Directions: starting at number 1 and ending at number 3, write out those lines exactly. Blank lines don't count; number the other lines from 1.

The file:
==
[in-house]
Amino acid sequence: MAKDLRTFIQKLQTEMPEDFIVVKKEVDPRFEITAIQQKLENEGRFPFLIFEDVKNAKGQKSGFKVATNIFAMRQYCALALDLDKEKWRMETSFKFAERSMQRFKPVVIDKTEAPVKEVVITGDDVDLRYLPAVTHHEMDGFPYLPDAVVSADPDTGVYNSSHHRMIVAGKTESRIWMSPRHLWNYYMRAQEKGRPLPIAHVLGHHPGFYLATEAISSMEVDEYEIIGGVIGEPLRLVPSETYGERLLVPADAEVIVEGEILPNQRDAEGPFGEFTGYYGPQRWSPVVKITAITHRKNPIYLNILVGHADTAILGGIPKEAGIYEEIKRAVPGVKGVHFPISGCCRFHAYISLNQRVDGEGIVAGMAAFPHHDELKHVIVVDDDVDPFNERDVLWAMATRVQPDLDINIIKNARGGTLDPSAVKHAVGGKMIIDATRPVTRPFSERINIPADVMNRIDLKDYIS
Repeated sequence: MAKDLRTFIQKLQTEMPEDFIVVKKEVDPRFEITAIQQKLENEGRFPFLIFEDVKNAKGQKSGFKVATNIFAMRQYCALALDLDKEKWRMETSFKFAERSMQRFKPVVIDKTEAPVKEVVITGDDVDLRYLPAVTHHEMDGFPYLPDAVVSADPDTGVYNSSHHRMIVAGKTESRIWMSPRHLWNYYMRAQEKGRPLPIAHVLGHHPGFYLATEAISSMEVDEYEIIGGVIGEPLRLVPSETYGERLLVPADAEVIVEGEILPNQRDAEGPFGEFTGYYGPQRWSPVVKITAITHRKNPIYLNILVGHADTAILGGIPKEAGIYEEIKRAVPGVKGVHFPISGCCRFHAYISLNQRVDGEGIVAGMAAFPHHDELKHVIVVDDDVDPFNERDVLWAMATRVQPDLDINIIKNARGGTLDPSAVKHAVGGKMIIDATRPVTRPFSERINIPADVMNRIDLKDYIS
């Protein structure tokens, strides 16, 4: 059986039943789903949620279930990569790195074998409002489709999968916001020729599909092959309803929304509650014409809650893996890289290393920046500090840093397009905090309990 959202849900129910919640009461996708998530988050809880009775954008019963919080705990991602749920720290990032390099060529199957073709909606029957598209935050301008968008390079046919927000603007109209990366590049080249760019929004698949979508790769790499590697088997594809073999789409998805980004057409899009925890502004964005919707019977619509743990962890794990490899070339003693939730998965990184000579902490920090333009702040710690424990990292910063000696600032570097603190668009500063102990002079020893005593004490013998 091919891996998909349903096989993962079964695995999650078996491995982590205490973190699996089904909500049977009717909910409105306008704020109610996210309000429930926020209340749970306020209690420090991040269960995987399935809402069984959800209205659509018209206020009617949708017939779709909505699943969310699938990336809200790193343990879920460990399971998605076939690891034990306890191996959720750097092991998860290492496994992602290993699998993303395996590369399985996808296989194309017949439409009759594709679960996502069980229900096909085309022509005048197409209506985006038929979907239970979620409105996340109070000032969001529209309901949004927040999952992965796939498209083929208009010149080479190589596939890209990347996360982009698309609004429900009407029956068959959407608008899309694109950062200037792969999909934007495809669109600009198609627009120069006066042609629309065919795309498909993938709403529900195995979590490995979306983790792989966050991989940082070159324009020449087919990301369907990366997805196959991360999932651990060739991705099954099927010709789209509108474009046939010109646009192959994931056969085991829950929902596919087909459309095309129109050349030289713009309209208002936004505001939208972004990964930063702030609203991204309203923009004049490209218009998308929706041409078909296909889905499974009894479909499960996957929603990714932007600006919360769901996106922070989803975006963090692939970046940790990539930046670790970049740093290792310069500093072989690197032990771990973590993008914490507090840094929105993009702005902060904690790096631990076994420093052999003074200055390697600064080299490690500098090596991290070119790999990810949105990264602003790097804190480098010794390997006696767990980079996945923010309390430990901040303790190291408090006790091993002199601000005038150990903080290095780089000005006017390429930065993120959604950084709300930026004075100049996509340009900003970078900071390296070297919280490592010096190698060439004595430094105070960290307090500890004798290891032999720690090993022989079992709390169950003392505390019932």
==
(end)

[in-house]
Amino acid sequence: MAKDLRTFIQKLQTEMPEDFIVVKKEVDPRFEITAIQQKLENEGRFPFLIFEDVKNAKGQKSGFKVATNIFAMRQYCALALDLDKEKWRMETSFKFAERSMQRFKPVVIDKTEAPVKEVVITGDDVDLRYLPAVTHHEMDGFPYLPDAVVSADPDTGVYNSSHHRMIVAGKTESRIWMSPRHLWNYYMRAQEKGRPLPIAHVLGHHPGFYLATEAISSMEVDEYEIIGGVIGEPLRLVPSETYGERLLVPADAEVIVEGEILPNQRDAEGPFGEFTGYYGPQRWSPVVKITAITHRKNPIYLNILVGHADTAILGGIPKEAGIYEEIKRAVPGVKGVHFPISGCCRFHAYISLNQRVDGEGIVAGMAAFPHHDELKHVIVVDDDVDPFNERDVLWAMATRVQPDLDINIIKNARGGTLDPSAVKHAVGGKMIIDATRPVTRPFSERINIPADVMNRIDLKDYIS
Repeated sequence: MAKDLRTFIQKLQTEMPEDFIVVKKEVDPRFEITAIQQKLENEGRFPFLIFEDVKNAKGQKSGFKVATNIFAMRQYCALALDLDKEKWRMETSFKFAERSMQRFKPVVIDKTEAPVKEVVITGDDVDLRYLPAVTHHEMDGFPYLPDAVVSADPDTGVYNSSHHRMIVAGKTESRIWMSPRHLWNYYMRAQEKGRPLPIAHVLGHHPGFYLATEAISSMEVDEYEIIGGVIGEPLRLVPSETYGERLLVPADAEVIVEGEILPNQRDAEGPFGEFTGYYGPQRWSPVVKITAITHRKNPIYLNILVGHADTAILGGIPKEAGIYEEIKRAVPGVKGVHFPISGCCRFHAYISLNQRVDGEGIVAGMAAFPHHDELKHVIVVDDDVDPFNERDVLWAMATRVQPDLDINIIKNARGGTLDPSAVKHAVGGKMIIDATRPVTRPFSERINIPADVMNRIDLKDYIS